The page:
This takes you through a series of prompts. First, provide the email address that will be used by EFF to send you renewal and security updates. Then accept the Terms of service by pressing ‘Y’. If you desire, you can press ‘Y’ to allows EFF to send you regular updates concerning their efforts in securing the web, news, and campaigns.  Finally, select the domain names to encrypt. In our case, we pressed the ‘ENTER’ button to select all the domain names.

Certbot will fetch the SSL/TLS certificate and deploy it for the domain names specified. This enables HTTPS protocol for your domain, in effect encrypting traffic exchanged with the webserver.


To confirm that HTTPS has been enabled, head back to your browser and reload it. This time around, you will notice a padlock icon at the URL bar – an indication that the site is encrypted.


Click on the icon and then select ‘Certificate’.


This displays the certificate details as provided


Further, you can test the status of your webserver at SSL Labs which is a site that carries out a deep analysis of a web server over the internet. You should get an A rating as shown.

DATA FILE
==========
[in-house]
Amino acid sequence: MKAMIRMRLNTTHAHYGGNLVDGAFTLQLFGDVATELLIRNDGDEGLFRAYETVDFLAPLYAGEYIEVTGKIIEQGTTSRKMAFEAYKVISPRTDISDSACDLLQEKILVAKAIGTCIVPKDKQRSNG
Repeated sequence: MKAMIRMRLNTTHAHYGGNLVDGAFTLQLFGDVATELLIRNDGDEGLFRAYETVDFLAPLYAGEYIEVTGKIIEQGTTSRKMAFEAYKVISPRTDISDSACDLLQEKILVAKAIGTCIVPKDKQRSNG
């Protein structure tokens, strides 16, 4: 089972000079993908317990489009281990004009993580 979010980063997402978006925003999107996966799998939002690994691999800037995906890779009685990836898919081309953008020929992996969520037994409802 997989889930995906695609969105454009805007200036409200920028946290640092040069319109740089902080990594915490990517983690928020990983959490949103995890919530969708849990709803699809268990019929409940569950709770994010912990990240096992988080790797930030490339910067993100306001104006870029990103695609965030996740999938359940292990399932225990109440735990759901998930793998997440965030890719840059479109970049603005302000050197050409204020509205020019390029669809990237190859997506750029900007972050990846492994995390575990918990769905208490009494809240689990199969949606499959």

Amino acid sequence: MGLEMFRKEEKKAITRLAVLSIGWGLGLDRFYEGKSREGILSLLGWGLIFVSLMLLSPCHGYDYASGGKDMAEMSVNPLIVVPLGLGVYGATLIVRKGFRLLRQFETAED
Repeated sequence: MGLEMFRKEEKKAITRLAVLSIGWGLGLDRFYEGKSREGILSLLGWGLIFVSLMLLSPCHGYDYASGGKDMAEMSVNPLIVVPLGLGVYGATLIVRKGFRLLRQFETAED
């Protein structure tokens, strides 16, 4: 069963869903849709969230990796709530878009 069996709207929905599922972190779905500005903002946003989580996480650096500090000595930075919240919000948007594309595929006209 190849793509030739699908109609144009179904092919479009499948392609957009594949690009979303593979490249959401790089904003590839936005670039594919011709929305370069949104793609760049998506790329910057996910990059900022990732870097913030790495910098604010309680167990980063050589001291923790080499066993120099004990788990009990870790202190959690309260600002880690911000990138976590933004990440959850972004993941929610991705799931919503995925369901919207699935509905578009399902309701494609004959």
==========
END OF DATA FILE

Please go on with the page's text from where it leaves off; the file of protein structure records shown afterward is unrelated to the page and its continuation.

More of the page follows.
Step 5) Managing the SSL certificate renewal

Let’s Encrypt certificate is valid for 90 days, however, Let’s encrypt recommends that you renew the certificate every 60 days. Email notifications will be sent to you the last 20 days to expiry with the frequency going up the last 10 days.

You can manually renew the certificate as follows.

$ sudo certbot renew

Thankfully, you can automate the renewal, by adding a new cron job. So, open the crontab file.

$ crontab -e

And add the line shown. Save the changes and exit.

0 0 * * * /usr/bin/certbot renew > /dev/null 2>&1

That’s all. Thank you for coming this far. We have demonstrated how you can install the Let’s Encrypt SSL certificate for Nginx on Rocky Linux 8.

Also Read: How to Setup Highly Available NGINX with KeepAlived in Linux

The post How to Install Let’s Encrypt SSL for NGINX on Rocky Linux 8 first appeared on LinuxTechi.